Mechanical Causes of Carpal Tunnel

Product Description

In this video, the causes of carpal tunnel syndrome are explained including finger and wrist movements that can attribute to it.

  • Joy

    That information was really informative and helped me to gain a better understanding of the actual movements that can lead to carpal tunnel. Essentially, repetitive deviation from a normal position in either direction is what causes the pressure and pain. I have been diagnosed with early stages of osteoporosis recently and I wonder if that can contribute to more pain or an accelerated progression of the condition.

  • Isabella Vargas

    Curiosity led me here and I am glad I made the trek onto the education page. What a quick yet informative video (great graphics too). Now I get exactly why at times I can feel the pain that I do. It makes total sense that doing the same thing over and over, and causing such a strain time after time would result in injury over time. Now I can try not to do activities or at least space out the activities that would cause my wrist to move in such a way so I can try to avoid further strain.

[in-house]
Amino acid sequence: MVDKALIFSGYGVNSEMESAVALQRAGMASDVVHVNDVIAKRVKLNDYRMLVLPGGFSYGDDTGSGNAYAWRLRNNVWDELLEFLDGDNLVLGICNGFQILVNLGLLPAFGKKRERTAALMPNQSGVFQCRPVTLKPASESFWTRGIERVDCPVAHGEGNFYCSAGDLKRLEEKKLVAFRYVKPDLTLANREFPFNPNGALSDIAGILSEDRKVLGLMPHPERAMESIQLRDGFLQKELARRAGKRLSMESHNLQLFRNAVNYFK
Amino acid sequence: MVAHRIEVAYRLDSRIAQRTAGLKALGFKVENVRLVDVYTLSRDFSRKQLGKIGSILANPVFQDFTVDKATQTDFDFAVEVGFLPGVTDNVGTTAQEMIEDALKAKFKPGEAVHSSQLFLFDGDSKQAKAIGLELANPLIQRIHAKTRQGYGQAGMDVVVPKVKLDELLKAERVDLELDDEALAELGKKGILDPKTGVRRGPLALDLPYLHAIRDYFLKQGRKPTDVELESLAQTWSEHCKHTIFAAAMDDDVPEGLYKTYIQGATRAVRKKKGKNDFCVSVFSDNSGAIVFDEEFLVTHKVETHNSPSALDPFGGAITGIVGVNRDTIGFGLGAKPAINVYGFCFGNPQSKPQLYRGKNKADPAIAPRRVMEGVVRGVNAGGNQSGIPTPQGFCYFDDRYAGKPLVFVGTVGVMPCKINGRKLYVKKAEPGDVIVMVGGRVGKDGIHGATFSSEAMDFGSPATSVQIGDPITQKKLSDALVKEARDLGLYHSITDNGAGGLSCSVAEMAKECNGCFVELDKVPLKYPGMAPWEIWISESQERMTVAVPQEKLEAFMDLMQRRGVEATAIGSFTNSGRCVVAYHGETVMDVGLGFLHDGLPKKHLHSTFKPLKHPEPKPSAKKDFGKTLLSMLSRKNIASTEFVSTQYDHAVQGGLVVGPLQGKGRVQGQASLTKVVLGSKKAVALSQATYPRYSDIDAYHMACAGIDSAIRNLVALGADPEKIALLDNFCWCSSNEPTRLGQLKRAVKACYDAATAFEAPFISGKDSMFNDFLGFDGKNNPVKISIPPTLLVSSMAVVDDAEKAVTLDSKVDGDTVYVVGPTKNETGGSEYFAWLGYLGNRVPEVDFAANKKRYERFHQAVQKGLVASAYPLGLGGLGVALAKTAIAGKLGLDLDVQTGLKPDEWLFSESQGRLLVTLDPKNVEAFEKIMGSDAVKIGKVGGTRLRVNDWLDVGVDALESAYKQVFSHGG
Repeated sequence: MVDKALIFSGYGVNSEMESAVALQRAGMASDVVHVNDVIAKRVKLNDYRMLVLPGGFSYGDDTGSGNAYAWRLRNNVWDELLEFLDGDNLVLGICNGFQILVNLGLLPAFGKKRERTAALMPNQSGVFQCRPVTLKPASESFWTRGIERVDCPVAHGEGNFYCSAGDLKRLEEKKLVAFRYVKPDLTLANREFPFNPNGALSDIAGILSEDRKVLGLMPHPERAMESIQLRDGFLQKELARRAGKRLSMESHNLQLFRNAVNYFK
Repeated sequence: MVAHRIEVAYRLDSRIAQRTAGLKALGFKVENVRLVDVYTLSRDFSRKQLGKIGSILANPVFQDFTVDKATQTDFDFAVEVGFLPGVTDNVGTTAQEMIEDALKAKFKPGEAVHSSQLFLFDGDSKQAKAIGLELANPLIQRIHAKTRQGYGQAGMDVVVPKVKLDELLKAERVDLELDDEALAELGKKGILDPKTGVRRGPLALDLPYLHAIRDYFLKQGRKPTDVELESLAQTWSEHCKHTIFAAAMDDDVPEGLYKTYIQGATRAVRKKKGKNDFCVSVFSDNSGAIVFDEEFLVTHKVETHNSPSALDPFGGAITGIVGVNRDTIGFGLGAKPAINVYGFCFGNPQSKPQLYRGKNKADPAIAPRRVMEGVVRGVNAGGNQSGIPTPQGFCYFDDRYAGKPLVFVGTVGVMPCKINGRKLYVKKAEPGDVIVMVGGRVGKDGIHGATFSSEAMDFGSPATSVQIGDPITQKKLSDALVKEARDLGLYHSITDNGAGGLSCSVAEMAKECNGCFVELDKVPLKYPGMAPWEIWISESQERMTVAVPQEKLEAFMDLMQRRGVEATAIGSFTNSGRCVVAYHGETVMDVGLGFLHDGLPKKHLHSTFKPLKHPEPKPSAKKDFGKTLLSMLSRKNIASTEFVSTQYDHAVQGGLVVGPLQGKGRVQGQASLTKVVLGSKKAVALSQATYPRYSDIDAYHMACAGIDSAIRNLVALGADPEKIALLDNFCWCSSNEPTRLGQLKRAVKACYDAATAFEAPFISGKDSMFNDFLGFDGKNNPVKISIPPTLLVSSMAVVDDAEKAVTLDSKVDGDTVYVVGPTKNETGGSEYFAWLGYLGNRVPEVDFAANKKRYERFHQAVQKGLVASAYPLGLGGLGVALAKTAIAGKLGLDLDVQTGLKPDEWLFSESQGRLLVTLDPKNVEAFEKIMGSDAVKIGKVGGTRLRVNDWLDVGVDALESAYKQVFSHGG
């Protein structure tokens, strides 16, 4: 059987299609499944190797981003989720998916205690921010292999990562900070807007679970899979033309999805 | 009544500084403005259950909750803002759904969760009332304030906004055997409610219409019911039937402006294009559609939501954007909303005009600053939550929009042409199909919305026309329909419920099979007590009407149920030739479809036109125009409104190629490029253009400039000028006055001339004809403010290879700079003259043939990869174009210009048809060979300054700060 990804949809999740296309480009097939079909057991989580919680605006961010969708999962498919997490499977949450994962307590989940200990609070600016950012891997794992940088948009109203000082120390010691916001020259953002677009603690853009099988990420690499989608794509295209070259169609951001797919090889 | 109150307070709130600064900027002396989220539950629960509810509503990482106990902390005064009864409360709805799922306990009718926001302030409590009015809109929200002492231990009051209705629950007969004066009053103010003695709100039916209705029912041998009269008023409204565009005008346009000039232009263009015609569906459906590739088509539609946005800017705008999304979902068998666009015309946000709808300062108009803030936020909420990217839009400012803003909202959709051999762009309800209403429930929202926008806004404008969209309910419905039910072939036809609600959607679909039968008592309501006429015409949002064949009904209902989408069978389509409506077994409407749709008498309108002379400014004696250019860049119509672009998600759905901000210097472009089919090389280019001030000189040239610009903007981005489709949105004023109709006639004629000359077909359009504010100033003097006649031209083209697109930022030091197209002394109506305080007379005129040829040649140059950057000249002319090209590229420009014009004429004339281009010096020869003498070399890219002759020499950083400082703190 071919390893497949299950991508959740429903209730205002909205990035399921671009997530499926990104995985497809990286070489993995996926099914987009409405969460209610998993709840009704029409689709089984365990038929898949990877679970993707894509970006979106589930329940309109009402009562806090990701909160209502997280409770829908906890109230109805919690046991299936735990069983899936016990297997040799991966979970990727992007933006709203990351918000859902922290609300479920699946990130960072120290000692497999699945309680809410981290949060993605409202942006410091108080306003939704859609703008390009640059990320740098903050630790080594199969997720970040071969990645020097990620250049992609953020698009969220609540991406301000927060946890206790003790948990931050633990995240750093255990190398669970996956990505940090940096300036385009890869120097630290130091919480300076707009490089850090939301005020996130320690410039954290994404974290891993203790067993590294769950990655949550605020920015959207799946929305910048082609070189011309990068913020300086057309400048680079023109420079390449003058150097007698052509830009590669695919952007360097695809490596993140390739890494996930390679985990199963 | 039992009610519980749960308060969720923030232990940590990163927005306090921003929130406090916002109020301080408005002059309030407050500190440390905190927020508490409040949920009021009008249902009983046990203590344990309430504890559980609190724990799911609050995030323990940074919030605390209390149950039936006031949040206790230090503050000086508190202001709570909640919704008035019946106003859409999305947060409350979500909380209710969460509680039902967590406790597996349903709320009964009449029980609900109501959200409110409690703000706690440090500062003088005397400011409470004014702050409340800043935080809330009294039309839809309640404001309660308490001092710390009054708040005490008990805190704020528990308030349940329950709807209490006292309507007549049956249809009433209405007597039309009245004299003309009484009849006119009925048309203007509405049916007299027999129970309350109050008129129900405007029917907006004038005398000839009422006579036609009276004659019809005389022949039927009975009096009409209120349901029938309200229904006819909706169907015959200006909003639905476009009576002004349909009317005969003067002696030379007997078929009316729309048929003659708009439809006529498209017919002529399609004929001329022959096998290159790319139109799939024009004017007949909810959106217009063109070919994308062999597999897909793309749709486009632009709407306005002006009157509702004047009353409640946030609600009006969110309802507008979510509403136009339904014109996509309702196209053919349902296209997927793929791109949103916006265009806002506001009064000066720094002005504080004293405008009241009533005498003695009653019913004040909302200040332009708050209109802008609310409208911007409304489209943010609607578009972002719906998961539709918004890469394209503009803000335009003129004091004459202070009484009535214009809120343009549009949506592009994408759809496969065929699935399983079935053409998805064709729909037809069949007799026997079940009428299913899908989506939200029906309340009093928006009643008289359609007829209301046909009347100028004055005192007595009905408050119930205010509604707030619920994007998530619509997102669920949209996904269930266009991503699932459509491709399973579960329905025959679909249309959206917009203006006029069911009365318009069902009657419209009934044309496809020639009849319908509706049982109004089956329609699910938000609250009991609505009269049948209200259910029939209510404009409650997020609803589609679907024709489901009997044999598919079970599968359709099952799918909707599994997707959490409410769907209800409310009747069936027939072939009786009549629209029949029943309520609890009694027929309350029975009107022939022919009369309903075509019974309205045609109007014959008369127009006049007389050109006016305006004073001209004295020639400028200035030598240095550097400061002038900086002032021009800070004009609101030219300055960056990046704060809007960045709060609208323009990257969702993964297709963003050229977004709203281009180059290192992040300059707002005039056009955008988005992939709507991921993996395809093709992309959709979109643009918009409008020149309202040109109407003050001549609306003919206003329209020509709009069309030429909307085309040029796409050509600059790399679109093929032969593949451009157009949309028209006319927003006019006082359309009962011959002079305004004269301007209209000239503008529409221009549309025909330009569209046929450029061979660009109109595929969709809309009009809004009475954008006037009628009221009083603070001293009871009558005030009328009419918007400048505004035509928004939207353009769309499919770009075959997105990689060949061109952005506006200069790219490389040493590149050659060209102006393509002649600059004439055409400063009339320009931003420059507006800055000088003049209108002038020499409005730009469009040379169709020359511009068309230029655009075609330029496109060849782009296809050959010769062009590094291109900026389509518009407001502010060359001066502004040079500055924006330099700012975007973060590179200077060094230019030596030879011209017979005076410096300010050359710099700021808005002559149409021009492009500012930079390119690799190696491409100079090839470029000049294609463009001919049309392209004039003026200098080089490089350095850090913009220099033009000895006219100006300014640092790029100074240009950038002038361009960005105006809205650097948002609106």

• Rebecca

      It makes sense that any repetitive movement over a prolonged period of time would cause a significant amount of staining that results in an injury. Reducing that activity or taking short breaks while performing that activity will definitely reduce the pain and avoid further damage. This would hopefully also reduce the chances of needing surgery to fix the issue.

  • Kellie

    Wow! Another great video showing how the median nerve is affected by repetitive motion and sleep positions. The movement of the pictures actually made it very easy to visual what is happening in your wrist as you flex and extend it. Very simple explanation that makes the syndrome very understandable. Thanks!

  • Michael H

    This should be the first video people who may have CTS watch. They should get the basics like this before they pursue treatment options. Believe it or not, I did not know that the “carpal tunnel” was an actual body part! Knowing where this ligament is located and how it works with surrounding muscles and nerves helps me visualize what is going on underneath the skin.